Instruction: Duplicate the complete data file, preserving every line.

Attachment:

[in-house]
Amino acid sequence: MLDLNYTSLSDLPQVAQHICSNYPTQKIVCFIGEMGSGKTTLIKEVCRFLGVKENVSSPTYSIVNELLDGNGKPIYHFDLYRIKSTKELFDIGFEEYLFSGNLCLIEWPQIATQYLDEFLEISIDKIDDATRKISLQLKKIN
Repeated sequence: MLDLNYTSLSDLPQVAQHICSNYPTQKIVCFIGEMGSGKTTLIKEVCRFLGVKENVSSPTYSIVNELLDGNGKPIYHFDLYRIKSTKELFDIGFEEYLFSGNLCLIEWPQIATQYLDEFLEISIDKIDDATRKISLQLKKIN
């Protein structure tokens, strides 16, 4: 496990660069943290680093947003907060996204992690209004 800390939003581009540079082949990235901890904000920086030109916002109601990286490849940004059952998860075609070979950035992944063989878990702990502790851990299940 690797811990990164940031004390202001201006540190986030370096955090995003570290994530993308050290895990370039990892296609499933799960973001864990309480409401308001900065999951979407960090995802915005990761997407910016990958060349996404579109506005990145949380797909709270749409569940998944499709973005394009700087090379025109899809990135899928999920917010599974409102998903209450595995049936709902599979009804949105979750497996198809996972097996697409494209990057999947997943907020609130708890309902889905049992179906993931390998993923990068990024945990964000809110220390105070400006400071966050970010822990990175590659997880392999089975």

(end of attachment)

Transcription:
[in-house]
Amino acid sequence: MLDLNYTSLSDLPQVAQHICSNYPTQKIVCFIGEMGSGKTTLIKEVCRFLGVKENVSSPTYSIVNELLDGNGKPIYHFDLYRIKSTKELFDIGFEEYLFSGNLCLIEWPQIATQYLDEFLEISIDKIDDATRKISLQLKKIN
Repeated sequence: MLDLNYTSLSDLPQVAQHICSNYPTQKIVCFIGEMGSGKTTLIKEVCRFLGVKENVSSPTYSIVNELLDGNGKPIYHFDLYRIKSTKELFDIGFEEYLFSGNLCLIEWPQIATQYLDEFLEISIDKIDDATRKISLQLKKIN
């Protein structure tokens, strides 16, 4: 496990660069943290680093947003907060996204992690209004 800390939003581009540079082949990235901890904000920086030109916002109601990286490849940004059952998860075609070979950035992944063989878990702990502790851990299940 690797811990990164940031004390202001201006540190986030370096955090995003570290994530993308050290895990370039990892296609499933799960973001864990309480409401308001900065999951979407960090995802915005990761997407910016990958060349996404579109506005990145949380797909709270749409569940998944499709973005394009700087090379025109899809990135899928999920917010599974409102998903209450595995049936709902599979009804949105979750497996198809996972097996697409494209990057999947997943907020609130708890309902889905049992179906993931390998993923990068990024945990964000809110220390105070400006400071966050970010822990990175590659997880392999089975």